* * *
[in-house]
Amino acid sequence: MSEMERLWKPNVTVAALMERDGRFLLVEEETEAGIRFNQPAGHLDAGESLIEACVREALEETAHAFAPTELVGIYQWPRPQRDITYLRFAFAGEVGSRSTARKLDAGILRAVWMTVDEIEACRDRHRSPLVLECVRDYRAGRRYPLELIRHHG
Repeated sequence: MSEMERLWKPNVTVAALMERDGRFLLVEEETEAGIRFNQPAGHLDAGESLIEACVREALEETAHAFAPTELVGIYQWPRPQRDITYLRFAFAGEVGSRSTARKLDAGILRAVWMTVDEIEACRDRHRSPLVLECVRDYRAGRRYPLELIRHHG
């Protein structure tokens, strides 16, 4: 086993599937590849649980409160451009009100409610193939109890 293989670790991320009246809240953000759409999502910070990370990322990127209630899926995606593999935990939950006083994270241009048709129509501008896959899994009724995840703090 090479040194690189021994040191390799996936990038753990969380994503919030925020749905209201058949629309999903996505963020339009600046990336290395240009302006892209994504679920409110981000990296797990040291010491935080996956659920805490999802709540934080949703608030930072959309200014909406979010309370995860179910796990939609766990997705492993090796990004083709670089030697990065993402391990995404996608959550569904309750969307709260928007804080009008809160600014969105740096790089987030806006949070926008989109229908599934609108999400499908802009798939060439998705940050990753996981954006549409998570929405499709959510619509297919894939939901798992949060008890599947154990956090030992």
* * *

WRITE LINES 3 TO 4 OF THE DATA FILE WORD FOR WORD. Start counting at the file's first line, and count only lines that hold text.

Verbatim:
Repeated sequence: MSEMERLWKPNVTVAALMERDGRFLLVEEETEAGIRFNQPAGHLDAGESLIEACVREALEETAHAFAPTELVGIYQWPRPQRDITYLRFAFAGEVGSRSTARKLDAGILRAVWMTVDEIEACRDRHRSPLVLECVRDYRAGRRYPLELIRHHG
């Protein structure tokens, strides 16, 4: 086993599937590849649980409160451009009100409610193939109890 293989670790991320009246809240953000759409999502910070990370990322990127209630899926995606593999935990939950006083994270241009048709129509501008896959899994009724995840703090 090479040194690189021994040191390799996936990038753990969380994503919030925020749905209201058949629309999903996505963020339009600046990336290395240009302006892209994504679920409110981000990296797990040291010491935080996956659920805490999802709540934080949703608030930072959309200014909406979010309370995860179910796990939609766990997705492993090796990004083709670089030697990065993402391990995404996608959550569904309750969307709260928007804080009008809160600014969105740096790089987030806006949070926008989109229908599934609108999400499908802009798939060439998705940050990753996981954006549409998570929405499709959510619509297919894939939901798992949060008890599947154990956090030992």